14. 5d-4f emission of Eu2+ and electron-vibrational interaction in several alkaline earth sulfides doped with Eu2+ and Er3+

    NASA Astrophysics Data System (ADS)

    Kumar, G. A.; Liu, D.-X.; Tian, Y.; Brik, M. G.; Sardar, D. K.

    2015-12-01

    Several alkaline earth sulfides doped with Eu2+ and Er3+ ions have been synthesized and shown to be potential phosphors for applications in the visible spectral range. The excitation and emission spectra corresponding to the 4f-5d interconfigurational transitions of Eu2+ were analyzed with an aim of extraction of the main parameters of the electron-vibrational interaction. The values of the Huang-Rhys factor, effective phonon energies, and zero-phonon line positions were systematically compared for all studied materials; physical trends were discussed. As a test for the validity of the obtained parameters, the Eu2+ 5d-4f emission bands were modeled to yield good agreement with the experimental spectra.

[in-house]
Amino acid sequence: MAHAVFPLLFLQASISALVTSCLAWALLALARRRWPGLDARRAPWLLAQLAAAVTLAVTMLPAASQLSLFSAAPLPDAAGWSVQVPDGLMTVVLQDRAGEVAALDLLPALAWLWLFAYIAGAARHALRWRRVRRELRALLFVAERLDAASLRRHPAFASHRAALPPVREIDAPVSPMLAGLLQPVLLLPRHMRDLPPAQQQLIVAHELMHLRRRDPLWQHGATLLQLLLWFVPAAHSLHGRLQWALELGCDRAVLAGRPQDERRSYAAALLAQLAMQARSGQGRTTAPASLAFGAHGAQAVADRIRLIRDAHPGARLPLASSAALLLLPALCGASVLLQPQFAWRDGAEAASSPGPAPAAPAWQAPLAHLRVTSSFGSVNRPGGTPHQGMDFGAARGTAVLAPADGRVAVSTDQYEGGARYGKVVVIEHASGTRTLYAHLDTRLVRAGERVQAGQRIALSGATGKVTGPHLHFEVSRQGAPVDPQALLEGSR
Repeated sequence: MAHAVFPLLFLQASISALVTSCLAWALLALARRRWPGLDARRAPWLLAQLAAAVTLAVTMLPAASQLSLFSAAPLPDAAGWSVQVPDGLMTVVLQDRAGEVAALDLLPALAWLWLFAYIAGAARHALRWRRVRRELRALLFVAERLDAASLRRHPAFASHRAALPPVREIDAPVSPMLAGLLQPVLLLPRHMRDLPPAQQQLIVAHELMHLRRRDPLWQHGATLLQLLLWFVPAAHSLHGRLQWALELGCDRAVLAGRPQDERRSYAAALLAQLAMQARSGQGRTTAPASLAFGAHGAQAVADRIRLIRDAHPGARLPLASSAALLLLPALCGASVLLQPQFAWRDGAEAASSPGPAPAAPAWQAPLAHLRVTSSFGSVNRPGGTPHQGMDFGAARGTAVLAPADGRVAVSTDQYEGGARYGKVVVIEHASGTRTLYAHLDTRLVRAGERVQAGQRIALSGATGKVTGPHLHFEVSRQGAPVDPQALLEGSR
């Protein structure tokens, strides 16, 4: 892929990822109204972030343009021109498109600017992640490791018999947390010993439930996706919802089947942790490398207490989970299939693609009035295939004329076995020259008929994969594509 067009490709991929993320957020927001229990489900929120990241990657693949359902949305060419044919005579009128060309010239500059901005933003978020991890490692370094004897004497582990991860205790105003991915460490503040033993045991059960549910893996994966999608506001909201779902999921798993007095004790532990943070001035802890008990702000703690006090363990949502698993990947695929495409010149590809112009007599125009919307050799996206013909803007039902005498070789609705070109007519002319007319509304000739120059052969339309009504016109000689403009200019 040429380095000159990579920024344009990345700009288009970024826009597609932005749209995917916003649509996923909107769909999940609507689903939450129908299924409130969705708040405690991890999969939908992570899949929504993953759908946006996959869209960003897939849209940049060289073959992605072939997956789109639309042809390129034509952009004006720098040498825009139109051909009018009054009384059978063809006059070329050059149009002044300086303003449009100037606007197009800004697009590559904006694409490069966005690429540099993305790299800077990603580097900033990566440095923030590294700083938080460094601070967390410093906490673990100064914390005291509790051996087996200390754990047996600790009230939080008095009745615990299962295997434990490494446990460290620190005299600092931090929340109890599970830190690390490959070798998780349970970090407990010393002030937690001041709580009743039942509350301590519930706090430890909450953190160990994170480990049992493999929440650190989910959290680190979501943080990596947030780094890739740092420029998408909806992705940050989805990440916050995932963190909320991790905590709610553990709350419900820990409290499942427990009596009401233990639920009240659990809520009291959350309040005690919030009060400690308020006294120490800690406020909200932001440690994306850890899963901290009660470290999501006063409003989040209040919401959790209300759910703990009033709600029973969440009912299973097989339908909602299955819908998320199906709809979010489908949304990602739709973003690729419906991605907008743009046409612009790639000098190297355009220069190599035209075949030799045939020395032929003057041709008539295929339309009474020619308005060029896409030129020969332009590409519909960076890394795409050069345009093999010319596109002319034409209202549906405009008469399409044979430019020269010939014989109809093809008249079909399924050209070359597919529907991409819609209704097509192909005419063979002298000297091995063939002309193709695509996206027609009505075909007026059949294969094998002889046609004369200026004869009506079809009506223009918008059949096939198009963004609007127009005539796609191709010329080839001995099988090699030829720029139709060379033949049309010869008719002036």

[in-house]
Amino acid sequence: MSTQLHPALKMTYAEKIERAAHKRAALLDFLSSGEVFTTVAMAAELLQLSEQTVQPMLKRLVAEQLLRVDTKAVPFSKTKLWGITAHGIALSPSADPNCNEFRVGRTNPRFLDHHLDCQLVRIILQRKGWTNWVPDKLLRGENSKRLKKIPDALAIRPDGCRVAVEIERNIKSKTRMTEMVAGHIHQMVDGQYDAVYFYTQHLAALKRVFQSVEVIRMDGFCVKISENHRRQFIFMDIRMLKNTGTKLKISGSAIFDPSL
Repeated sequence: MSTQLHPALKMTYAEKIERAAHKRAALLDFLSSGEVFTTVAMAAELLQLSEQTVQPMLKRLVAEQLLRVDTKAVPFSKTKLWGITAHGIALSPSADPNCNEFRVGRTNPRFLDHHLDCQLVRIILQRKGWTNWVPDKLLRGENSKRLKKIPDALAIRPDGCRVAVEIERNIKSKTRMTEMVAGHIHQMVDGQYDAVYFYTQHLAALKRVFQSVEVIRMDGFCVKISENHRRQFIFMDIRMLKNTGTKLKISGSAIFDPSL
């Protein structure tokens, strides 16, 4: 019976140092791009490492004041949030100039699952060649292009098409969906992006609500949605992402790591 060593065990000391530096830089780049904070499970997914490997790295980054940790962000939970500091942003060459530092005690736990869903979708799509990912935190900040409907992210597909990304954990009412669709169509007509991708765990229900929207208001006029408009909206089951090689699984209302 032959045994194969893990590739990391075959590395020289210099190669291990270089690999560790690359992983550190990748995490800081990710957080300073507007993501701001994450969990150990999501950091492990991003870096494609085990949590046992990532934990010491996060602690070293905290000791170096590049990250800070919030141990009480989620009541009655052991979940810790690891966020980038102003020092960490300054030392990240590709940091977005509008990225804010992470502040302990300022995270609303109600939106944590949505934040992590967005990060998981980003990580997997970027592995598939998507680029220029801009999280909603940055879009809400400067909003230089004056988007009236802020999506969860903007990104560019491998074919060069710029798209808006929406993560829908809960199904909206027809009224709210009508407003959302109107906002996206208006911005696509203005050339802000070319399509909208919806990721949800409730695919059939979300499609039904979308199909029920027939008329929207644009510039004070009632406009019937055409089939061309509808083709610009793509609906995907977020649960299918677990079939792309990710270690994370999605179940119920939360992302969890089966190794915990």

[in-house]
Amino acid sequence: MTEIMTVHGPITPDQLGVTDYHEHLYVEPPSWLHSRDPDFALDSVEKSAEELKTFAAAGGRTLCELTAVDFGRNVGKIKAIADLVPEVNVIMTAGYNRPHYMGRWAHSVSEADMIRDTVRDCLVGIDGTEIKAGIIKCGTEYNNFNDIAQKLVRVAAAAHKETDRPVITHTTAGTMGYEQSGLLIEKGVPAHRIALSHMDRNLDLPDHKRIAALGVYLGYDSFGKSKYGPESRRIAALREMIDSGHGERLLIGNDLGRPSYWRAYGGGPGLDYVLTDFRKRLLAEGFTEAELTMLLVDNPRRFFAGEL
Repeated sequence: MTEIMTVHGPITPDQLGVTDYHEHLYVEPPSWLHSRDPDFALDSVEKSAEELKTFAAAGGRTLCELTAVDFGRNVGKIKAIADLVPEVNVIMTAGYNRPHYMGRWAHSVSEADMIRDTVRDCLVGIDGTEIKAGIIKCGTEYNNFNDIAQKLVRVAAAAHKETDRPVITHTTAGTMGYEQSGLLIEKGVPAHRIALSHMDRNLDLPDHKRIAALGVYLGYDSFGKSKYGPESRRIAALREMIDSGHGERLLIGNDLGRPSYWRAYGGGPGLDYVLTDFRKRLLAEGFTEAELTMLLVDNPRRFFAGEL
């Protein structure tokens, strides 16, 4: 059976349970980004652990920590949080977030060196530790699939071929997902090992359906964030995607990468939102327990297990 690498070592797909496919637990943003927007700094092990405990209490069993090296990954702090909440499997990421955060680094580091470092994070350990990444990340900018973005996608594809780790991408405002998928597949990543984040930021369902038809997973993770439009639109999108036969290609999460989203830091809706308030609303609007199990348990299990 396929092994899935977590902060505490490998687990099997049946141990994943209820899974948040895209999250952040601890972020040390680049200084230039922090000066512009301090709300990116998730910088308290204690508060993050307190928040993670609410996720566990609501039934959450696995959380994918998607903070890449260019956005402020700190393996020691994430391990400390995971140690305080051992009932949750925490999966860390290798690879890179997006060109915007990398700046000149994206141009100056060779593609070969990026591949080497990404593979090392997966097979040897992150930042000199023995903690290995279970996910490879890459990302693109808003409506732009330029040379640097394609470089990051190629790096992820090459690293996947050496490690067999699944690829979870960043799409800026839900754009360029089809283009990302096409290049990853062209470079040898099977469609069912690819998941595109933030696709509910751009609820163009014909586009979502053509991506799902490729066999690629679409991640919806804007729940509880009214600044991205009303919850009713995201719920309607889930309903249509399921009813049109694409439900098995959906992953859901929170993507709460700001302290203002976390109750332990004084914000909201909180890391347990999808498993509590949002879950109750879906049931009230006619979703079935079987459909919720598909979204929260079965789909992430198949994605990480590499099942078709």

15. White light emission of Mn-doped SnO-ZnO-P2O5 glass containing no rare earth cation

    NASA Astrophysics Data System (ADS)

    Masai, Hirokazu; Fujiwara, Takumi; Matsumoto, Syuji; Takahashi, Yoshihiro; Iwasaki, Kenichiro; Tokuda, Yomei; Yoko, Toshinobu

    2011-08-01

    The authors have demonstrated white light emission of rare earth (RE)-free Mn-doped SnO-ZnO-P2O5 glass. The RE-free glass shows white light emission with a high value of quantum efficiency (QE) comparable to conventional crystalline phosphor. It is notable that the high QE value is attained for RE-free transparent glass, and the broad emission can be continuously tuned by both the amount of activator and the composition of the glass. Since this glass possesses low-melting property, we emphasize that the glass phosphor will lead to the development of a novel inorganic white-light-emitting device in combination with a solid state UV light-emitting source.